Could you describe a typical HPI mission over the Mediterranean Sea? Sure. The decision on whether we’ll fly a mission on a particular day will generally be taken the evening before. If the waves aren’t too high then, boats may well be setting out for mainland Europe from the Libyan coast. So if the weather allows, we’ll fly the following day. If we’ve heard of a boat that’s in trouble, though, we’ll fly anyway and try to locate it.

We’ll generally get to our airfield in Lampedusa an hour before our planned departure and prepare for the flight. It’s very important that the plane’s windows are clean, as we’ll be flying under visual flight rules and using our eyes to search. The crew will consist of four to five persons – a team from the Sea-Watch organization and me as the HPI pilot. The Sea-Watch team will have a tactical coordinator who looks after the tactical side of the operation while I do the flying, a further member to film and take photos, and the rest serving as spotters.

On average we’re up in the air for eight to nine hours. And we’ll generally fly a set search pattern between Lampedusa, Libya and Malta. If we sight a boat, things tend to get pretty hectic. We decide how we want to proceed, we pass on the information to our crew on the ground, and we send out an emergency call. If we come across a dinghy that is overloaded and is evidently in distress, we’ll notify the authorities or the coastguard. In those cases we’ll also try to contact any other vessels in the vicinity – cargo ships, NGO vessels, anyone.

When we get back to Lampedusa, I’ll take care of the aircraft, and fill it up again with avgas. That’s not always available on Lampedusa, though, so I may have to fly to Malta or Palermo to refuel instead.

You can’t do anything to help the people below directly from your aircraft. How do you handle that? You’re right: we can’t get directly involved. But our collaborations with organizations like Sea-Watch do enable us to pass on information and request help. So we really are supporting the rescue efforts here. We are helpless to intervene, though; and it’s pretty tough when you see a boat capsize, or see the Libyan coastguard take a boat back, in a clear contravention of human rights. That can be hard to deal with. But I do find, too, that the fact we are unable to get directly involved gives me a certain distance.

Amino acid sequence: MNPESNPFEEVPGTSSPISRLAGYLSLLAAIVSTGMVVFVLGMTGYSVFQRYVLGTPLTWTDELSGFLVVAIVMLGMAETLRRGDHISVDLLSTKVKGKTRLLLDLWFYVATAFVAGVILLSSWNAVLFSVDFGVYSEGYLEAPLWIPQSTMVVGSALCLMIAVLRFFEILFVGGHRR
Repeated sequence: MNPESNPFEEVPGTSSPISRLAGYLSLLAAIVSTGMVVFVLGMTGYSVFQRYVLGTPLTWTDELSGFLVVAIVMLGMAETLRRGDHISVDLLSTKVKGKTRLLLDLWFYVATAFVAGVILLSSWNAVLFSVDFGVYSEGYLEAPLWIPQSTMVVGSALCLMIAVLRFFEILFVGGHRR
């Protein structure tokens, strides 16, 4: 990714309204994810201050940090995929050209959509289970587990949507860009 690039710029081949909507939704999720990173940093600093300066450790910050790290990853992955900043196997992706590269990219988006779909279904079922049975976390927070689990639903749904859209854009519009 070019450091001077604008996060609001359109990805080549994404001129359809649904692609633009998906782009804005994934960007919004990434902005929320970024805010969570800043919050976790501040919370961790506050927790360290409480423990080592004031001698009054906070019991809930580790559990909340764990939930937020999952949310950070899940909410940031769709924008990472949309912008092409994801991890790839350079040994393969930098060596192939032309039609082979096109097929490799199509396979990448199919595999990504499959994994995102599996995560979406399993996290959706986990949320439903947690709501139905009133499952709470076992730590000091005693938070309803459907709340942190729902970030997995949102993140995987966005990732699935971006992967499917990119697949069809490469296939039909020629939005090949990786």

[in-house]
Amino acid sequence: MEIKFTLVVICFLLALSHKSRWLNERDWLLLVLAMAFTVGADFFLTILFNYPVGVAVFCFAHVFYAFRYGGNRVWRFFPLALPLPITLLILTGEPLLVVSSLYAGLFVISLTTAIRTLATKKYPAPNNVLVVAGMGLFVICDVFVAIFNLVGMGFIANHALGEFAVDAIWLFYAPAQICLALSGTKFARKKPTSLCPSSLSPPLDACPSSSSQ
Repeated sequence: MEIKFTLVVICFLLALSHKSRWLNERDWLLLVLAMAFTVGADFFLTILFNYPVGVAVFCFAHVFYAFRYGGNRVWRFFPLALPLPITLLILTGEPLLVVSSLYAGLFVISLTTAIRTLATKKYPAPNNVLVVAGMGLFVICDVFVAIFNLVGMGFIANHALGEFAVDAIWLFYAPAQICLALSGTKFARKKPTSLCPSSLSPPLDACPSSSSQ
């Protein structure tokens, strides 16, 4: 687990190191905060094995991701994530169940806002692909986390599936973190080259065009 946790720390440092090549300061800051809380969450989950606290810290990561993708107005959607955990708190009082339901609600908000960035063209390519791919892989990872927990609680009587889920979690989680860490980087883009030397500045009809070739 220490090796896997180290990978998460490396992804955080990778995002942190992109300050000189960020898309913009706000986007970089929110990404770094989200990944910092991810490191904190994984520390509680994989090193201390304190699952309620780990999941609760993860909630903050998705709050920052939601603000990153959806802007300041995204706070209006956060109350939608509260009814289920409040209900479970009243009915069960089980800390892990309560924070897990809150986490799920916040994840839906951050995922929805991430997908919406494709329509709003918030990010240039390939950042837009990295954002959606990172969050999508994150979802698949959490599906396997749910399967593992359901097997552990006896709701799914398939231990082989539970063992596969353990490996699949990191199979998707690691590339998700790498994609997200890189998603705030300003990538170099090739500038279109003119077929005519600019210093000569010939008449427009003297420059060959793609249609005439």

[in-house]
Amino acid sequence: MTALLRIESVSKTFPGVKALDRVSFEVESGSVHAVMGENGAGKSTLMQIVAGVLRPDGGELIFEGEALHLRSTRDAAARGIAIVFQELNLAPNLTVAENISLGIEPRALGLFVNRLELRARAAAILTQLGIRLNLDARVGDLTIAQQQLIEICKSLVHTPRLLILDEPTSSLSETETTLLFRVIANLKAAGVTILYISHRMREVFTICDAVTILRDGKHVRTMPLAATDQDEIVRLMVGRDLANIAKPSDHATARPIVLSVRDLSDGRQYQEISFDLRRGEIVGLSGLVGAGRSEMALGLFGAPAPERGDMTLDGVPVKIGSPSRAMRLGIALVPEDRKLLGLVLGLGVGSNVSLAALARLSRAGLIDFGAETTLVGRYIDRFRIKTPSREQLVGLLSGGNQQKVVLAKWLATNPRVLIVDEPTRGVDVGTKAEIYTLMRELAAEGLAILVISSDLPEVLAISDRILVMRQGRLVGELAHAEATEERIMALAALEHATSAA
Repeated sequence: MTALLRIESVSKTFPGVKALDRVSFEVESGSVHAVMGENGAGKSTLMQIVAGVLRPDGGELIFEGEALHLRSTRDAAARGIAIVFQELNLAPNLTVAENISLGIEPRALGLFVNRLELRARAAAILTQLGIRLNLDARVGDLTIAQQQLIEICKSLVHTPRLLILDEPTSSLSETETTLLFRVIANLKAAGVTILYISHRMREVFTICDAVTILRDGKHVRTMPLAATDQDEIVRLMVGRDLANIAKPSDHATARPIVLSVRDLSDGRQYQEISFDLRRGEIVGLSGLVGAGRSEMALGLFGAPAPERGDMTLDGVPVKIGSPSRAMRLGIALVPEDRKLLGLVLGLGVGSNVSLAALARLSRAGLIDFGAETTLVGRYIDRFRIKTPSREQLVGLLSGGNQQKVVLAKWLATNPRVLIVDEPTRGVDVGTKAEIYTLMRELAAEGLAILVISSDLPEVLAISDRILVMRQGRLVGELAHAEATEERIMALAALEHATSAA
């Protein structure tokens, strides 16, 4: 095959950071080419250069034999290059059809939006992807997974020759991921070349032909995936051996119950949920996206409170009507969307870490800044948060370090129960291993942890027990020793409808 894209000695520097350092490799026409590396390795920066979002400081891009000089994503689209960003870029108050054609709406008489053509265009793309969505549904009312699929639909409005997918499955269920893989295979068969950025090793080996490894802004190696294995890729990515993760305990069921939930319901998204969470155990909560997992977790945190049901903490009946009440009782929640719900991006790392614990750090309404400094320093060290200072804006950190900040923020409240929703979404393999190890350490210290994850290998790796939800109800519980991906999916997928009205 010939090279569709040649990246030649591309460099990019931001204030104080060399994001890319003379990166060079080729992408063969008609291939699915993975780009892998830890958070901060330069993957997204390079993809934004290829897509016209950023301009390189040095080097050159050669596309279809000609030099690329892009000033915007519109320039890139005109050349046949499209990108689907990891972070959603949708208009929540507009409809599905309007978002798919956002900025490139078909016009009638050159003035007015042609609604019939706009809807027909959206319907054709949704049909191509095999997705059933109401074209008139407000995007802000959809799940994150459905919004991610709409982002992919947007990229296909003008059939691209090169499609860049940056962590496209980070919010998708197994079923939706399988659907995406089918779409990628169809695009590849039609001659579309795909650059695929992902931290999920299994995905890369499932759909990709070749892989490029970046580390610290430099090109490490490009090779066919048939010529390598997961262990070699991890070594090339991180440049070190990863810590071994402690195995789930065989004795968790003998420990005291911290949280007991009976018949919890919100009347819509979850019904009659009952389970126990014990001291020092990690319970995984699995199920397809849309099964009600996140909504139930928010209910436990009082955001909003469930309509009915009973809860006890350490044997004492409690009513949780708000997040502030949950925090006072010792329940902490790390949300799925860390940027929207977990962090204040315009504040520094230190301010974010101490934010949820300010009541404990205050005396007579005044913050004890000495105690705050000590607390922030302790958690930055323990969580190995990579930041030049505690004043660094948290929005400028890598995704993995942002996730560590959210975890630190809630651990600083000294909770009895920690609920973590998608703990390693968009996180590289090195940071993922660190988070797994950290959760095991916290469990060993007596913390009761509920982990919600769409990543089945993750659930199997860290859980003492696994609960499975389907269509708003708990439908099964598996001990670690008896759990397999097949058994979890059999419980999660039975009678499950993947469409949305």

"That confirmed to me that we can make a difference and help save people’s lives". Pascal Stadelmann

What’s been your best moment so far since you started working for HPI? One experience that I found particularly rewarding was meeting someone I had spotted at sea later in a refugee centre. I’d seen this person adrift in the Mediterranean, and three weeks later I was talking to them face to face in Lucerne. That confirmed to me that we can make a difference and help save people’s lives.

How is the HPI foundation organized? And what’s the SVAS? The Humanitarian Pilots Initiative or HPI was founded seven years ago, and has since grown to some 35 volunteers. Our aim is to use aviation to help people in need. And one of the ways we do so is with our Super Versatile Airdrop System, or SVAS for short. The SVAS lets us deliver humanitarian supplies such as food, water purification materials and medicines using recycled emergency parachutes that have been donated by paraglider pilots. These chutes enable us to drop large volumes – between 30 and 180 kilos – of relief supplies precisely and efficiently into often inaccessible areas. When no other means of transport can be used, parachute drops are the only way to reach the people concerned. HPI wants to offer this special airdrop capability in particular to smaller local humanitarian organizations that could not afford to develop an effective system like this themselves.

Interview and text: Mike Beutler Published on 28.07.2023